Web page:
Corruption is a big problem in most African countries and a lot of incumbent Presidents have been able to win their seats by promising to come down hard on corruption offenders.
The report card on how various African governments have performed to that end cannot be currently conclusive, but the efforts of Tanzania’s President Magufuli against corruption offenders are possibly the most lauded.
With the eyes of the International Community fixed on Africa’s progress on this front and an increasingly vocal populace, even governments who seemed lax on curbing corruption in their countries seem to be making moves. A country riddled with corruption would bring down the wrath of citizens as well as stifle investments.
In Kenya, for instance, frequent demands for bribes by public officials and a weak judicial system often leads to an increase in business costs for foreign investors. There is also fraud in public procurement and widespread tax evasion all of which work to hinder Kenya’s long-term economic growth.
On Tuesday, President Uhuru Kenyatta had dramatically interrupted a session of the fortnightly State House Summit and berated senior government officials for waging a seemingly half-hearted fight on corruption.
His impromptu address went on for almost 20 minutes and while he lamented about the lackluster performance of the Judiciary, the Director of Public Prosecutions, the Attorney General, the Auditor General and the Directorate of Criminal Investigation, the President also defended his administration claiming that they had done beyond what any other administration in the country’s history had done to fight corruption.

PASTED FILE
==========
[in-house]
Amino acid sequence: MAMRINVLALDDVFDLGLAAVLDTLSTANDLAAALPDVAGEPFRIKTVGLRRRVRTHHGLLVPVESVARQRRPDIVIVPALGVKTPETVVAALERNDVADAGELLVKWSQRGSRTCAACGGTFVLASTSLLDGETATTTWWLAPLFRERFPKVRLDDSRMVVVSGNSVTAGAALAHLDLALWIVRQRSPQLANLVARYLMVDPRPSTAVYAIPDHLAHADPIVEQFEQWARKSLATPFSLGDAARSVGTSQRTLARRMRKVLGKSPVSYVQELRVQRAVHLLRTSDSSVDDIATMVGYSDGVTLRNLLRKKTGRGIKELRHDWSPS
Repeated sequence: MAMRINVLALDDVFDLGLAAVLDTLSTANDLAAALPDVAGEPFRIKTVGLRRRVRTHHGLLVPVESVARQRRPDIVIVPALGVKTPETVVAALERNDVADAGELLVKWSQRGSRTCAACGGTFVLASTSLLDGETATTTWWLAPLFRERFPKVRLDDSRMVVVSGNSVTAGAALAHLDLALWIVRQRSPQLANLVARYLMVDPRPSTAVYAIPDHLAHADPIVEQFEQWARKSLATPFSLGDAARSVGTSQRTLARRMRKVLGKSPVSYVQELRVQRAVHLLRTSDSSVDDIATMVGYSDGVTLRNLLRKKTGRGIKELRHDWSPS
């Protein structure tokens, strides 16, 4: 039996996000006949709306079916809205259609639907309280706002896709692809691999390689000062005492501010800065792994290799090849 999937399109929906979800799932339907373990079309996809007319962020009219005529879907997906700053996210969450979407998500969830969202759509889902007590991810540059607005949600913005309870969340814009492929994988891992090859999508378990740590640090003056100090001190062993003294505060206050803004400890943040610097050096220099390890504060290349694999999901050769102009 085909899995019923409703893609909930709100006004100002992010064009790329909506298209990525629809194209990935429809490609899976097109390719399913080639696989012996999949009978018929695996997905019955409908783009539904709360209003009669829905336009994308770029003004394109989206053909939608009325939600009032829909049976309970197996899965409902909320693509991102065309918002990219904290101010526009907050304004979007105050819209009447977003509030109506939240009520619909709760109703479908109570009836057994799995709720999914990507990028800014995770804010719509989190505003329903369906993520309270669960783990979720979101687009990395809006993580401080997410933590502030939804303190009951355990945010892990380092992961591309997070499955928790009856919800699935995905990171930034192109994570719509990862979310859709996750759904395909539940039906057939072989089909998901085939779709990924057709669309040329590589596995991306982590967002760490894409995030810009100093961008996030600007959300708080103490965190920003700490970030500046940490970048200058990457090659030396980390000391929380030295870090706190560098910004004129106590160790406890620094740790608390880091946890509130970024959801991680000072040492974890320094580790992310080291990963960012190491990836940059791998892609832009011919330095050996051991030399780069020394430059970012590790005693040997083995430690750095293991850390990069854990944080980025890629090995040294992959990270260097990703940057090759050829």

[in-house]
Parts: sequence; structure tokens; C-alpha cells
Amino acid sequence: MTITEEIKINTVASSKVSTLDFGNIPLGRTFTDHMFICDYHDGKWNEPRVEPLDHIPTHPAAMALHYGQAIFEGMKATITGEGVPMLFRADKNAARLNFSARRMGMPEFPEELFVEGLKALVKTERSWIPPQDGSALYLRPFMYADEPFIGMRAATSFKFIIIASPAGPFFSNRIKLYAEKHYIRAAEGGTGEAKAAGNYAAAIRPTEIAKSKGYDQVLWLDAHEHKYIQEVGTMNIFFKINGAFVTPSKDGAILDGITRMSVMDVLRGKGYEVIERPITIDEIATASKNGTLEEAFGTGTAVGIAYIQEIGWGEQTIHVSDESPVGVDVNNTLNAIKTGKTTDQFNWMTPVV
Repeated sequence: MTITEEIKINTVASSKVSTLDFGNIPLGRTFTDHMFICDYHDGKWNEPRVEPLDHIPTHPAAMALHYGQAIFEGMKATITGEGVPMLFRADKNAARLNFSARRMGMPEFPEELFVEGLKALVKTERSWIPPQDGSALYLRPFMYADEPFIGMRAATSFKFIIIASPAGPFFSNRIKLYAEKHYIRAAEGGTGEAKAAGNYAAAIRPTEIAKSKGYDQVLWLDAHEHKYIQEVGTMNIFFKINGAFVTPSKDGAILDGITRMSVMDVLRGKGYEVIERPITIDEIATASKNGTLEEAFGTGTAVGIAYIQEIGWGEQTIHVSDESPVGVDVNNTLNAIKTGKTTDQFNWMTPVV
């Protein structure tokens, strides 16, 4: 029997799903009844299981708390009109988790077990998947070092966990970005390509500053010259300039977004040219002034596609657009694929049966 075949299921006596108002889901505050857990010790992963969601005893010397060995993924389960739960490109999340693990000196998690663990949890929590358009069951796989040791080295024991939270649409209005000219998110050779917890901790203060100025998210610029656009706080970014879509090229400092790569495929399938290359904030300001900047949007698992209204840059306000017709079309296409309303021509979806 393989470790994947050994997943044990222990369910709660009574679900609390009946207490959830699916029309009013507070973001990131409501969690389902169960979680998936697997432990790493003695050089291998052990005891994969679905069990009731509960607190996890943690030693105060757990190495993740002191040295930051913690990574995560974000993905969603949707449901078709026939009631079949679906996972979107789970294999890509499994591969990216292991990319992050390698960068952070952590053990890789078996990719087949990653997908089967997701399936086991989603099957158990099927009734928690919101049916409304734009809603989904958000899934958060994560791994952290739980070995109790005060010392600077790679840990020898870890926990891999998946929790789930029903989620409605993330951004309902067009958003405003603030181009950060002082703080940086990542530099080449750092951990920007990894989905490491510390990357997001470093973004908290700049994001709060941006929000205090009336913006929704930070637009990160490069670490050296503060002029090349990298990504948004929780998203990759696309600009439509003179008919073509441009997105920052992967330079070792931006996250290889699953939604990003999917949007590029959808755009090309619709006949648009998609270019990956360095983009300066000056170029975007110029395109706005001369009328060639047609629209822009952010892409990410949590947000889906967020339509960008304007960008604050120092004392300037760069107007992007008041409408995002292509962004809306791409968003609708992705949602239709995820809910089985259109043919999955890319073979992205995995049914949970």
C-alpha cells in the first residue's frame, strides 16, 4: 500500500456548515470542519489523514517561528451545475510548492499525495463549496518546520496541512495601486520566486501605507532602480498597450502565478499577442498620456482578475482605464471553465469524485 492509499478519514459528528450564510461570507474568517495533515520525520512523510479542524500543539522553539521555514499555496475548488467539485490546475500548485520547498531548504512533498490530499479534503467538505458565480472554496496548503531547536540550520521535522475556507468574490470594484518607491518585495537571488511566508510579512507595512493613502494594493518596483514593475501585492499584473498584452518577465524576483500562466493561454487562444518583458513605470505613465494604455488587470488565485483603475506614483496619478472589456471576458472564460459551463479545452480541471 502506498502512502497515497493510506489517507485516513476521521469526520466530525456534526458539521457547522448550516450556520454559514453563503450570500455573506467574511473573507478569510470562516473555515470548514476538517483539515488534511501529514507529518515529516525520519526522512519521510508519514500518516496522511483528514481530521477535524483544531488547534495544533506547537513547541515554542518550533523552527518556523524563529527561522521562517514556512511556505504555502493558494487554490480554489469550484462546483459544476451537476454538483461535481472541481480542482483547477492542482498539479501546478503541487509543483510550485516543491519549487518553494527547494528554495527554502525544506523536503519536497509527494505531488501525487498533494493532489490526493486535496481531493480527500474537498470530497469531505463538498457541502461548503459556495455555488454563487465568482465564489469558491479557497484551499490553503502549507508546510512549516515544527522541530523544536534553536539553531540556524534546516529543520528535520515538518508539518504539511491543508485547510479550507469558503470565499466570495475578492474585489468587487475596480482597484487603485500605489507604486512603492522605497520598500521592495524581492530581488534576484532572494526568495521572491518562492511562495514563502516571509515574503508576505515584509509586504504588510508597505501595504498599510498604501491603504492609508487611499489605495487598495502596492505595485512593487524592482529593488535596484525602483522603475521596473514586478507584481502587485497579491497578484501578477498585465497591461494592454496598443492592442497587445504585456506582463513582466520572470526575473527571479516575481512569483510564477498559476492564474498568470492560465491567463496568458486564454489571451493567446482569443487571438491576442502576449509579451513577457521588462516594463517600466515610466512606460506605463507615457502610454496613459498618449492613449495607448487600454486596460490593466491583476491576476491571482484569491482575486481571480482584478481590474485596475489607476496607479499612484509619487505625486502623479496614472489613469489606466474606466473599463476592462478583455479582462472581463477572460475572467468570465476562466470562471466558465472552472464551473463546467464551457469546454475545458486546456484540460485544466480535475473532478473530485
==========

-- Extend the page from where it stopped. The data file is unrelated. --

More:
On Thursday, the President made an announcement that seemed to echo his administration’s dedication to the war against corruption. He announced the release of 7,000 prison inmates to make room for corruption offenders.
Speaking on National Heroes’ Day, the President said that the 7000 prison inmates to be released would have been convicted of minor offenses and would be close to the end of their jail terms. Kenya Prisons Service says the country’s 118 correctional facilities hold 56,000 inmates, double their capacity.
His announcement followed his statement made at Tuesday’s meeting that he would decongest prisons to allow judges to send more corruption offenders to jail.